Can I avoid capital gains tax on a buy-to-let property?

Guardian Article from 11th July:

Q: I would like to buy a flat with a view to letting it out. It would be the only property I own. I currently live with my partner in a property they own. I am confused over capital gains tax (CGT) liability and, in particular, the amount of time you must live in a property before renting it for it to qualify as your main residence. Or is this about quality rather than quantity, in terms of electoral register, address for bank and other correspondence etc?

Would it be worth living in the property for a certain period before renting it out, with a view to selling it within 36 months of renting it, in order to avoid CGT? How long would I have to live there for, and does this mean changing all my address details for banks etc? SM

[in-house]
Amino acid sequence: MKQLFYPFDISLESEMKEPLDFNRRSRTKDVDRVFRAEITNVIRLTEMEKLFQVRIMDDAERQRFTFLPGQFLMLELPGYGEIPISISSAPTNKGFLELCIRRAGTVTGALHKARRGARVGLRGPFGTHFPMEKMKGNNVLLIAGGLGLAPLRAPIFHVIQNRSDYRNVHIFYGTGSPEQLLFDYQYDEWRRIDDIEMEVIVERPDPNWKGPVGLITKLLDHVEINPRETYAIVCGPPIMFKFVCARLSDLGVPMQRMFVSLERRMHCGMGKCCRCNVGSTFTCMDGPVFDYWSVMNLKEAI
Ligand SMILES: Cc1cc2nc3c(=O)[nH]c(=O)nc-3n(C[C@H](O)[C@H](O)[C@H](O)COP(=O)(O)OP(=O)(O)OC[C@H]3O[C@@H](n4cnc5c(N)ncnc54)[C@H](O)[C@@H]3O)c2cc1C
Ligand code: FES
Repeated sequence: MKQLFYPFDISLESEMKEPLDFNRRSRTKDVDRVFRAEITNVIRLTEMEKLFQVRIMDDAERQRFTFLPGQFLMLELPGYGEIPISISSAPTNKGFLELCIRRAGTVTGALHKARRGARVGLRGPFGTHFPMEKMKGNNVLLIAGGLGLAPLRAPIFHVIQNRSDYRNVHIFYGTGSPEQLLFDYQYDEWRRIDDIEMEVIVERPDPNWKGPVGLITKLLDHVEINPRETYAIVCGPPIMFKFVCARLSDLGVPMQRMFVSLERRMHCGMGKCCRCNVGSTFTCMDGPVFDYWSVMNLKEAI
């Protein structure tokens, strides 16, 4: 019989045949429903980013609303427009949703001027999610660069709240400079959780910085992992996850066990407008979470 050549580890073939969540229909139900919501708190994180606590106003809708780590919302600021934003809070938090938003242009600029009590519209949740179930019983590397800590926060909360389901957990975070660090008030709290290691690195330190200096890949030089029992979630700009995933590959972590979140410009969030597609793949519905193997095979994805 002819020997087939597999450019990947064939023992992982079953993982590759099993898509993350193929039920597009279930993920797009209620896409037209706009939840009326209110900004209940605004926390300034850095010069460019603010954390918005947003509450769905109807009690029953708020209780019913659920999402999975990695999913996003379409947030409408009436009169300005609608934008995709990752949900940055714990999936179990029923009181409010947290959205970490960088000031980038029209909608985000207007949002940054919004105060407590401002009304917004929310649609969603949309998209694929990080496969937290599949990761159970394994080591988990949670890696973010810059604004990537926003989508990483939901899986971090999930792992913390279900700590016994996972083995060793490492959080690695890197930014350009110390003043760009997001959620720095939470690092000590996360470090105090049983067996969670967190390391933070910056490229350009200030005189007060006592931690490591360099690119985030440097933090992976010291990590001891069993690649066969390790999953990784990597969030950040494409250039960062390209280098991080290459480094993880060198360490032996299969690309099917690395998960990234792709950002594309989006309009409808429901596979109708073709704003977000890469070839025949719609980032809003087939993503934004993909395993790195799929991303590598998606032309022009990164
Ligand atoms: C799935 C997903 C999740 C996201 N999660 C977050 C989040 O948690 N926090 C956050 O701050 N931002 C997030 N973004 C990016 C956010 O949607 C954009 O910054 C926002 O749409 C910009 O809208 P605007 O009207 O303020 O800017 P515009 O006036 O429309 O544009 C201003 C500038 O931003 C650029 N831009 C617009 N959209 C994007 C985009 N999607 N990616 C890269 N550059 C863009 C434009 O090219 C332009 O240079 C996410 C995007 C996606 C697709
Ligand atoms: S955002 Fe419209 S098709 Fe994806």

A: It is not a question of whether it is worth living in a property to avoid CGT, it's a requirement. A property does not count as your main residence for CGT purposes, and so qualify for private residence relief which makes gains tax-free, unless it is your home and you live there (subject to various work-related exceptions which don't apply in your case).

Pretending to live there by using a property's address for correspondence and so on won't do, nor will living there for a short amount of time simply to claim it as your main residence. A tax official would smell a rat if your address was the same as your partner's, changed to the property you intend to let and then back to being the same as your partner's.

So there isn't a minimum amount of time you have to live in a property for it to be considered your home – it does actually have to be your home.